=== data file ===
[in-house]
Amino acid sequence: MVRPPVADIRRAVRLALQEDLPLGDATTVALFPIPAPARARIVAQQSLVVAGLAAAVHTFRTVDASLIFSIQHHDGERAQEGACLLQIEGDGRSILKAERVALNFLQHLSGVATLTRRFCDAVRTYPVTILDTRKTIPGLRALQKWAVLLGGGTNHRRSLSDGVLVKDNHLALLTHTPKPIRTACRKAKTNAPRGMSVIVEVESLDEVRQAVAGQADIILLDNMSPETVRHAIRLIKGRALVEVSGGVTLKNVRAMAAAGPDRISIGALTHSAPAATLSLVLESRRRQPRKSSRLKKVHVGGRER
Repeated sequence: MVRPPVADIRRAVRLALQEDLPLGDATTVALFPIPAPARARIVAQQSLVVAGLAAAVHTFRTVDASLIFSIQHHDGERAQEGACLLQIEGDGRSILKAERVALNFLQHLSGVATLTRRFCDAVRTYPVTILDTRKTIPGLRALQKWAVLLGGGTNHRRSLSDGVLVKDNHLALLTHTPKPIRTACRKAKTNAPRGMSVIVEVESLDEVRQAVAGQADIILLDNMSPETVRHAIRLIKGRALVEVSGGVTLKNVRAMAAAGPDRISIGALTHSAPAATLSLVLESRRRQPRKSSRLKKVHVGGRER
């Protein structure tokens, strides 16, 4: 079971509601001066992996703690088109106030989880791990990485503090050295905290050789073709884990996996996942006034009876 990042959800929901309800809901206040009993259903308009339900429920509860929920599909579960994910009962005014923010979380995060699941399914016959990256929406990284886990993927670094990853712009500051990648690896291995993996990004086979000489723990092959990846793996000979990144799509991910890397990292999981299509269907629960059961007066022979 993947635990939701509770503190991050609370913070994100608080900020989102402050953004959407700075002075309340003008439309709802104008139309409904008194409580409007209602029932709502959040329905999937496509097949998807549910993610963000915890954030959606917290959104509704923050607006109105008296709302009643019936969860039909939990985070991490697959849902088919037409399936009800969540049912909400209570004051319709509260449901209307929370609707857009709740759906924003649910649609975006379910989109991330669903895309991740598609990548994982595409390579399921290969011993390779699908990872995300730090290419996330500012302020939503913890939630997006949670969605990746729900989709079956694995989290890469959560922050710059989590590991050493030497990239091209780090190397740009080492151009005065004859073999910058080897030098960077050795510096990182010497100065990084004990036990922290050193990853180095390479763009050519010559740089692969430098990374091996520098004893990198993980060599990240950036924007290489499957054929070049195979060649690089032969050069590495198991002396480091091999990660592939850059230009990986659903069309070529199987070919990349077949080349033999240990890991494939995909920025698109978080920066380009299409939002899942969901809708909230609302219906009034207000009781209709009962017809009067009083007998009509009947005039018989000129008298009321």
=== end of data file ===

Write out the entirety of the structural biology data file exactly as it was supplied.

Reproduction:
[in-house]
Amino acid sequence: MVRPPVADIRRAVRLALQEDLPLGDATTVALFPIPAPARARIVAQQSLVVAGLAAAVHTFRTVDASLIFSIQHHDGERAQEGACLLQIEGDGRSILKAERVALNFLQHLSGVATLTRRFCDAVRTYPVTILDTRKTIPGLRALQKWAVLLGGGTNHRRSLSDGVLVKDNHLALLTHTPKPIRTACRKAKTNAPRGMSVIVEVESLDEVRQAVAGQADIILLDNMSPETVRHAIRLIKGRALVEVSGGVTLKNVRAMAAAGPDRISIGALTHSAPAATLSLVLESRRRQPRKSSRLKKVHVGGRER
Repeated sequence: MVRPPVADIRRAVRLALQEDLPLGDATTVALFPIPAPARARIVAQQSLVVAGLAAAVHTFRTVDASLIFSIQHHDGERAQEGACLLQIEGDGRSILKAERVALNFLQHLSGVATLTRRFCDAVRTYPVTILDTRKTIPGLRALQKWAVLLGGGTNHRRSLSDGVLVKDNHLALLTHTPKPIRTACRKAKTNAPRGMSVIVEVESLDEVRQAVAGQADIILLDNMSPETVRHAIRLIKGRALVEVSGGVTLKNVRAMAAAGPDRISIGALTHSAPAATLSLVLESRRRQPRKSSRLKKVHVGGRER
């Protein structure tokens, strides 16, 4: 079971509601001066992996703690088109106030989880791990990485503090050295905290050789073709884990996996996942006034009876 990042959800929901309800809901206040009993259903308009339900429920509860929920599909579960994910009962005014923010979380995060699941399914016959990256929406990284886990993927670094990853712009500051990648690896291995993996990004086979000489723990092959990846793996000979990144799509991910890397990292999981299509269907629960059961007066022979 993947635990939701509770503190991050609370913070994100608080900020989102402050953004959407700075002075309340003008439309709802104008139309409904008194409580409007209602029932709502959040329905999937496509097949998807549910993610963000915890954030959606917290959104509704923050607006109105008296709302009643019936969860039909939990985070991490697959849902088919037409399936009800969540049912909400209570004051319709509260449901209307929370609707857009709740759906924003649910649609975006379910989109991330669903895309991740598609990548994982595409390579399921290969011993390779699908990872995300730090290419996330500012302020939503913890939630997006949670969605990746729900989709079956694995989290890469959560922050710059989590590991050493030497990239091209780090190397740009080492151009005065004859073999910058080897030098960077050795510096990182010497100065990084004990036990922290050193990853180095390479763009050519010559740089692969430098990374091996520098004893990198993980060599990240950036924007290489499957054929070049195979060649690089032969050069590495198991002396480091091999990660592939850059230009990986659903069309070529199987070919990349077949080349033999240990890991494939995909920025698109978080920066380009299409939002899942969901809708909230609302219906009034207000009781209709009962017809009067009083007998009509009947005039018989000129008298009321």